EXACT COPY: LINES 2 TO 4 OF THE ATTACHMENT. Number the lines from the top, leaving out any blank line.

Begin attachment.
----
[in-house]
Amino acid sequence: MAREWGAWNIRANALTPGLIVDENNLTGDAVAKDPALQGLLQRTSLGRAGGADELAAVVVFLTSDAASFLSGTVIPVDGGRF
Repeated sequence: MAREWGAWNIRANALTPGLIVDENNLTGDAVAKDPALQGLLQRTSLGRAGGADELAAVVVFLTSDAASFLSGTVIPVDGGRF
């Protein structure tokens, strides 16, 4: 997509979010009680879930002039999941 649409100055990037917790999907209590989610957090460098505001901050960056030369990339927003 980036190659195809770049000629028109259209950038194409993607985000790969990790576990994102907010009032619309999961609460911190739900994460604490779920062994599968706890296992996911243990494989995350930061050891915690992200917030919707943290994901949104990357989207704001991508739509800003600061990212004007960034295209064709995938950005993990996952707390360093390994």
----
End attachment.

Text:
Amino acid sequence: MAREWGAWNIRANALTPGLIVDENNLTGDAVAKDPALQGLLQRTSLGRAGGADELAAVVVFLTSDAASFLSGTVIPVDGGRF
Repeated sequence: MAREWGAWNIRANALTPGLIVDENNLTGDAVAKDPALQGLLQRTSLGRAGGADELAAVVVFLTSDAASFLSGTVIPVDGGRF
């Protein structure tokens, strides 16, 4: 997509979010009680879930002039999941 649409100055990037917790999907209590989610957090460098505001901050960056030369990339927003 980036190659195809770049000629028109259209950038194409993607985000790969990790576990994102907010009032619309999961609460911190739900994460604490779920062994599968706890296992996911243990494989995350930061050891915690992200917030919707943290994901949104990357989207704001991508739509800003600061990212004007960034295209064709995938950005993990996952707390360093390994």